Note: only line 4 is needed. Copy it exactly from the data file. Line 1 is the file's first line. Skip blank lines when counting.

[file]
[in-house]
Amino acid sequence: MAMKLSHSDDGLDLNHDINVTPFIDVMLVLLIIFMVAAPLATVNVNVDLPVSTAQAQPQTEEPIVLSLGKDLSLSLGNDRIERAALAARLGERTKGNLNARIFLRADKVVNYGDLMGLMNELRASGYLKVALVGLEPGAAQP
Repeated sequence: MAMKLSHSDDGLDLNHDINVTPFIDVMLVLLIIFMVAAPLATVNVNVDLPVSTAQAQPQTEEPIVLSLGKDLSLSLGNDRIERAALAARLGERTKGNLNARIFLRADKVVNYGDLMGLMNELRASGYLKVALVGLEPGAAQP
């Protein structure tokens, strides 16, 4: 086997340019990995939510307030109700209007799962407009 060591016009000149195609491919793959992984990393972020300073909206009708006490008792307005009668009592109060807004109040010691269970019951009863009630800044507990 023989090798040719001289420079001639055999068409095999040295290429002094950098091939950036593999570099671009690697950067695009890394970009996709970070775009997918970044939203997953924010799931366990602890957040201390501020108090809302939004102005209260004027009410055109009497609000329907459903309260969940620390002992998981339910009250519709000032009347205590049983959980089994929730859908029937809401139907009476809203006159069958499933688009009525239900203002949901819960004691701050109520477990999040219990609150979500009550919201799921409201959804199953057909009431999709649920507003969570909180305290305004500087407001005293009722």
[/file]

């Protein structure tokens, strides 16, 4: 086997340019990995939510307030109700209007799962407009 060591016009000149195609491919793959992984990393972020300073909206009708006490008792307005009668009592109060807004109040010691269970019951009863009630800044507990 023989090798040719001289420079001639055999068409095999040295290429002094950098091939950036593999570099671009690697950067695009890394970009996709970070775009997918970044939203997953924010799931366990602890957040201390501020108090809302939004102005209260004027009410055109009497609000329907459903309260969940620390002992998981339910009250519709000032009347205590049983959980089994929730859908029937809401139907009476809203006159069958499933688009009525239900203002949901819960004691701050109520477990999040219990609150979500009550919201799921409201959804199953057909009431999709649920507003969570909180305290305004500087407001005293009722």